Out of the four Greg Berlanti/”Arrowverse” shows, LEGENDS OF TOMORROW was the only one that stuck to its roots this year. Thrusting itself deep into the heart of the DC Universe, the first season’s cliffhanger left us with a dangling hint about the Justice Society of America. While the second season didn’t introduce them immediately, it paved the way quickly for a fun season that remembers one of the fundamentals of the show: it’s about time travel.
Avast ye! Some spoilers may be ahead.
LEGENDS OF TOMORROW has the advantage of being given a narrative focus, something that Arrow in particular has been in desperate want of for a few seasons. A season-long arc follows the disappearance of Rip Hunter (Arthur Darvill) and the scattering of his crew to various places in time. What initially feels like a pilot episode is in fact the setup for the search for the reality altering Spear of Destiny, allowing historian Nate Heywood (Nick Zano) to join the crew alongside JSA member Amaya Jiwe/Vixen (Maisie Richardson-Sellers), the grandmother of the character introduced in the Vixen animated series. With Sara Lance now effectively leading the Legends, the new team dynamic is one of squabbling comedy, interpersonal conflict and weekly costume changes in time. In other words, a spiritually faithful comic book adaptation.
Sitting diagonally opposite the team this season are the Legion of Doom, wisely consisting entirely of known entities. Malcolm Merlyn (John Barrowman), an out of time Damien Darhk (Neal McDonough) and Eobard Thorne/Reverse Flash (Matt Letscher) aim to collect the pieces of the spear for themselves. Their interactions are pitch perfect, rarely agreeing on anything (the undoing of all the great supervillains), and all three camp it up to just the right levels. While the non-powered Merlyn and Darhk may seem like lightweights next to Thorne, all of that is addressed and each has their day in the sun.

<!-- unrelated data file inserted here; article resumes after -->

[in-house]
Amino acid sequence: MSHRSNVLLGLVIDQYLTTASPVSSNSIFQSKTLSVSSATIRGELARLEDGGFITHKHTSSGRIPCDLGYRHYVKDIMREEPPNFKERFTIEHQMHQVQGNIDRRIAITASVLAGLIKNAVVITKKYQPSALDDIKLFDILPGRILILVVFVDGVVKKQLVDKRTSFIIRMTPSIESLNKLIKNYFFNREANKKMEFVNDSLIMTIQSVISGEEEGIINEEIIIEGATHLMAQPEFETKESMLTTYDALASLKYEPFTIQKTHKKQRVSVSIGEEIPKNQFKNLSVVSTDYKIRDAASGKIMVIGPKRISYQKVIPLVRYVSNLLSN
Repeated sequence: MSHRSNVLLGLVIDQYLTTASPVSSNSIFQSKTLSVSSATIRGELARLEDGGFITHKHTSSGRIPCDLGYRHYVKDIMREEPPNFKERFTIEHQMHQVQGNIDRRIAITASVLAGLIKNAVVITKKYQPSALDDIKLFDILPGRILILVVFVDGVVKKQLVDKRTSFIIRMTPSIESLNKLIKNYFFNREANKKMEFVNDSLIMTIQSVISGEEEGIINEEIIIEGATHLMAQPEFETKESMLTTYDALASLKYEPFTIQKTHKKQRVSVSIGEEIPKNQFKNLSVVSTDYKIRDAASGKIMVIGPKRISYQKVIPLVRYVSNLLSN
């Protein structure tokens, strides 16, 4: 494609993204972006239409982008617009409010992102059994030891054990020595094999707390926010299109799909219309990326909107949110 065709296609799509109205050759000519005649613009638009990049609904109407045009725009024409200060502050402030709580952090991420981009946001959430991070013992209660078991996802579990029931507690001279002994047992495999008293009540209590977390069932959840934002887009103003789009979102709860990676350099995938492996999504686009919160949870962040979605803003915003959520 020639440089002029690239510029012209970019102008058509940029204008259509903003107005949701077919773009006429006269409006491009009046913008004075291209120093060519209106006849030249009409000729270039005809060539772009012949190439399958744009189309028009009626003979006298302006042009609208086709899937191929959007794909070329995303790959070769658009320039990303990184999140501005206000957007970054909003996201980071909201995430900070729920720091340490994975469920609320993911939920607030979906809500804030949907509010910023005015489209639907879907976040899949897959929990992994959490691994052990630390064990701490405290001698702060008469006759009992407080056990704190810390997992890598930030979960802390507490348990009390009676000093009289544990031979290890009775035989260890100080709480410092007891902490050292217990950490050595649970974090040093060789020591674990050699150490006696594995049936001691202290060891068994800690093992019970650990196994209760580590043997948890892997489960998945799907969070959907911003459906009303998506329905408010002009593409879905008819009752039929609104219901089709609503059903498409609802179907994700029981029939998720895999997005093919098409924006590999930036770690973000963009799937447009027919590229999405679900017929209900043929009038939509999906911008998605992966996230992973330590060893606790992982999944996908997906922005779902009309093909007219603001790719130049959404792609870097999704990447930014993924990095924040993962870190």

The first season was somewhat hit-and-miss with its episodic approach, or at worst getting stuck in one time period for weeks at a time. A more targeted approach to times and scenarios reaps rewards this year. Trips to 17th-century feudal Japan (“Shogun”), the prohibition era (“The Chicago Way”) and the Revolutionary War (“Turncoat”) war are familiar time travel settings, but most of these find a way of tying into the overarching story. Then there’s the outside-the-box episodes, including the film-literate “Raiders of the Lost Art,” where the team must stop a time aberration around George Lucas (yes, the George Lucas) so he will produce the famous films that inspire Ray and Nate to go into science and archaeology respectively. A split period “Camelot/3000” represents a nice nod to the Mike W. Barr/Brian Bollard comic series while allowing in fantasy elements, and “Moonshot” delivers on the sci-fi aspect of the show by actually going to the moon during the Apollo 13 mission. The Legends also had the honour of concluding the four-way crossover with Arrow, The Flash and Supergirl in “Invasion!”
Each of the characters continues to grow, with Sara settling into the leadership role comfortably. Martin (Victor Garber) is given a vastly expanded story with the introduction of his own aberration. The most satisfying arc is Mick’s (Dominic Purcell), as he struggles not only with the death of Leonard Snart (Wentworth Miller) in the first season, but his own growth into a fully-fledged hero. The newcomers to the series might get saddled with a budding romance, but their superpowers give both emotional and special effects weight to the show.
The finale, effectively a three-part story that begins with “Fellowship of the Spear” and ends with season-closer “Aruba,” is a terrific example of what can be done with big stories on the small screen and leaves us with a hell of a cliffhanger for the year. Promising a massively complex operation at the start of Season 3, and the promise of new characters joining the team, it has easily become one of the shows in the Arrowverse that is easy to look forward to.